At Addition Financial, we spend a lot of time helping our members understand the truth about financial myths. Money management is difficult for a lot of people, and we think that’s one reason money myths can be tenacious even when the truth is (relatively) easy to find.
One of the most dangerous myths we’ve heard is the one that says people can put off saving for retirement when they’re young. A recent CNBC article pointed out that 66% of Millennials say they don’t feel “on track” in terms of saving for retirement.
Even more alarming is that 59% of people in their 40s have less than $100,000 saved for retirement and 41% have less than $50,000. Here’s what you need to know about saving for retirement.
How Much Money Do You Need to Retire?
It takes more money to retire comfortably than you might think. If it landed in your lap all at once, $100,000 might seem like a nice amount of money. You could probably have a lot of fun with it!
But, let’s break it down. If you want to retire at 67, you’ll need to consider the amount you have saved, your life expectancy and your annual expenses.
As of 2019, life expectancy in the United States is 81 years and one month for women, and 76 years and two months for men. The overall average is 78 years and eight months – and we’ll use 78 years for this example.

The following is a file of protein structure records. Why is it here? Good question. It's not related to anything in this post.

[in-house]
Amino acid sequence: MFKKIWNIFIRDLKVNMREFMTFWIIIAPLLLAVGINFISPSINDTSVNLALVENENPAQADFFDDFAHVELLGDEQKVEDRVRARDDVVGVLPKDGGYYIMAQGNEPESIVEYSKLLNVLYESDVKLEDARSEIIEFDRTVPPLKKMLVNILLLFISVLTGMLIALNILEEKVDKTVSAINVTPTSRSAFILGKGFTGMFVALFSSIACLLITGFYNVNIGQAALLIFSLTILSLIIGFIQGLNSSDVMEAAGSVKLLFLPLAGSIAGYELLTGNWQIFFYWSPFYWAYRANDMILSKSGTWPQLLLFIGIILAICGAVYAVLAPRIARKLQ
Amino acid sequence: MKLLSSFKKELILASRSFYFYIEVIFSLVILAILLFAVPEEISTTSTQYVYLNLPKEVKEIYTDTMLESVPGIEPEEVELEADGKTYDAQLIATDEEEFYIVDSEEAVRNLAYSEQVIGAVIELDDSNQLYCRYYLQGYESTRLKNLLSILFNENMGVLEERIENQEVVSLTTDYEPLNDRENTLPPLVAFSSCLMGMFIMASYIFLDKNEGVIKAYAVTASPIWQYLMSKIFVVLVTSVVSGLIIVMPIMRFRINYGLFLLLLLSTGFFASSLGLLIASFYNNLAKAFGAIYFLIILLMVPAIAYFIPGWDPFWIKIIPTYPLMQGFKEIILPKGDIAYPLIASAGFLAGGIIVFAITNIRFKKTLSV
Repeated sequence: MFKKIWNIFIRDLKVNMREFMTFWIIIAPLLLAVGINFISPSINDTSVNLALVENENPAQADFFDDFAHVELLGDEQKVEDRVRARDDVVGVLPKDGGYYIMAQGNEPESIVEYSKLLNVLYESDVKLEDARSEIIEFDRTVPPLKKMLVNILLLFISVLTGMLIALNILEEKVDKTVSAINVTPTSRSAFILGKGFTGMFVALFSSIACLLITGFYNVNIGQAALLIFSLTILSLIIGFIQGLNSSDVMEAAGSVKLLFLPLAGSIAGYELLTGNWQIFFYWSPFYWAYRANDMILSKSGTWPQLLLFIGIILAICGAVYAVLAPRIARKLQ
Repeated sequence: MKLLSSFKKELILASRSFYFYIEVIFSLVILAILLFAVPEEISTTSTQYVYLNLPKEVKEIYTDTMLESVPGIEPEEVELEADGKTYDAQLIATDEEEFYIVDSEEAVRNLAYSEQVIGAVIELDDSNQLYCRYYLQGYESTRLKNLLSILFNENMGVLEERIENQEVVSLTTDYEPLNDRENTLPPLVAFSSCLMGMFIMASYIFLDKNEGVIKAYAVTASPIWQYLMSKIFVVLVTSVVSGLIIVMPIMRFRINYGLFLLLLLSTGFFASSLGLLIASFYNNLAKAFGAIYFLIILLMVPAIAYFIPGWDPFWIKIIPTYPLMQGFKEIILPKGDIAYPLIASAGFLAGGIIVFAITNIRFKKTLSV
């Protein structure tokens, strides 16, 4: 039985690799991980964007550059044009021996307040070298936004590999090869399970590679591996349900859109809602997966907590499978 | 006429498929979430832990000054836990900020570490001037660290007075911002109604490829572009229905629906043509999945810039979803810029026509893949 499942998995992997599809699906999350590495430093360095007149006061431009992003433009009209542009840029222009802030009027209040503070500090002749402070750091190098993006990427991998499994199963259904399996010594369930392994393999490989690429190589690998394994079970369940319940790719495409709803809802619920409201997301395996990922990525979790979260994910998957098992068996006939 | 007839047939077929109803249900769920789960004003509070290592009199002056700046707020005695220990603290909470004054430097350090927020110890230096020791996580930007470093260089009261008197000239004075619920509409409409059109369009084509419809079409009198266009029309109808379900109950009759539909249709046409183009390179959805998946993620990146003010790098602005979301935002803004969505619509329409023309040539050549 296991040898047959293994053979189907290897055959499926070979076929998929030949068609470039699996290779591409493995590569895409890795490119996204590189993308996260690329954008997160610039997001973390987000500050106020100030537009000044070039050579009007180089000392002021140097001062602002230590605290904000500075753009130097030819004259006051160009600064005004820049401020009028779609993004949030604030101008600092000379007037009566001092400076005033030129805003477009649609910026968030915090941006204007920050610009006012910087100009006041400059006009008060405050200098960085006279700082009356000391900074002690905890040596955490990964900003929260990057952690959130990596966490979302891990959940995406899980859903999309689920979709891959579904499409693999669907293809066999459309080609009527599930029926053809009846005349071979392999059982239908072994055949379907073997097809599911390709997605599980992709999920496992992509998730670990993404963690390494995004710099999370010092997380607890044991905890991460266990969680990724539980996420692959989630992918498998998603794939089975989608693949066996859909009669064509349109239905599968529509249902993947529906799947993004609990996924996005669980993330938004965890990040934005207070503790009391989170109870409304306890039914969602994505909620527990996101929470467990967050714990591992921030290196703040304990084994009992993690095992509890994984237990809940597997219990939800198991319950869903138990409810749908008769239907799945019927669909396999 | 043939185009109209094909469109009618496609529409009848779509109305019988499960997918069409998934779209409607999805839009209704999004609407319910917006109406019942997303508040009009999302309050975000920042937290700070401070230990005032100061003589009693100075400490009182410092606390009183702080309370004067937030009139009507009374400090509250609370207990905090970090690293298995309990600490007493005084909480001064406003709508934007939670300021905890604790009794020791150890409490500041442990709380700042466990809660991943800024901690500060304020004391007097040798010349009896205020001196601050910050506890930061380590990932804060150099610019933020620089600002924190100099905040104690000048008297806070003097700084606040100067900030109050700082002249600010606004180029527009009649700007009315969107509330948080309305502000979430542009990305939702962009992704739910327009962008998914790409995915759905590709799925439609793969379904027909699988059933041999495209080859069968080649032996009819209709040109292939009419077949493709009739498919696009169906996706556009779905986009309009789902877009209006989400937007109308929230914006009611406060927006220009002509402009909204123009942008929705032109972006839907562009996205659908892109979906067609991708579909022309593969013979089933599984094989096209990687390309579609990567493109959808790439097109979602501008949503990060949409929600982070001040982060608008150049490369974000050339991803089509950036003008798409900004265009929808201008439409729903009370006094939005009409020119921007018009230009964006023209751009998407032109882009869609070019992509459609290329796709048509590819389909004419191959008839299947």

If you retired at 67 and lived to be 78 years old, you would need 11 years’ worth of living expenses saved. While we’d all like to believe that our Social Security will be there when we need it, the reality is that it may not be.
If you had saved $100,000, that would mean you’d have only $9,091 per year to pay your living expenses. Even the most frugal person would have difficulty living on that amount!
In fact, saving three times as much would only give you a little over $27,000 to live on, which is only a little higher than the current minimum wage.
A good rule of thumb is that you will need 80% of your pre-retirement salary to live comfortably. That means if you were earning $100,000 at retirement, you would need $80,000 per year. Using our above example, if you retired at 67 and died at age 78, you would need $880,000 to pay your post-retirement expenses.
When Should You Start Saving for Retirement?
Let’s get back to that money myth. Do you need to worry about saving for retirement while you’re young?
The short answer is yes, you do. The sooner you start saving and planning for retirement, the more likely it is that you will have enough to be comfortable when you do retire. Even if you’re still in your 20s, you should:
- Contribute the maximum allowable amount to your employer-sponsored retirement plan
- Take advantage of employer matching funds
- Invest aggressively in the stock market using the 120 rule (subtract your age from 120 to determine the percentage of your savings to put in stocks)
- Use windfall money such as bonuses and inheritances to save for retirement
It’s never too early to start saving. There’s no way to predict what the future will hold, but it’s safe to say that the cost of living will increase between now and the time you retire. We suggest putting a line item in your monthly budget to fund your investments.
If you have questions about saving and investing for retirement, Addition Financial has the answers you need. You can check out our retirement calculators here or read about our retirement and investment accounts here. We’re here to help you have a happy and financially secure retirement!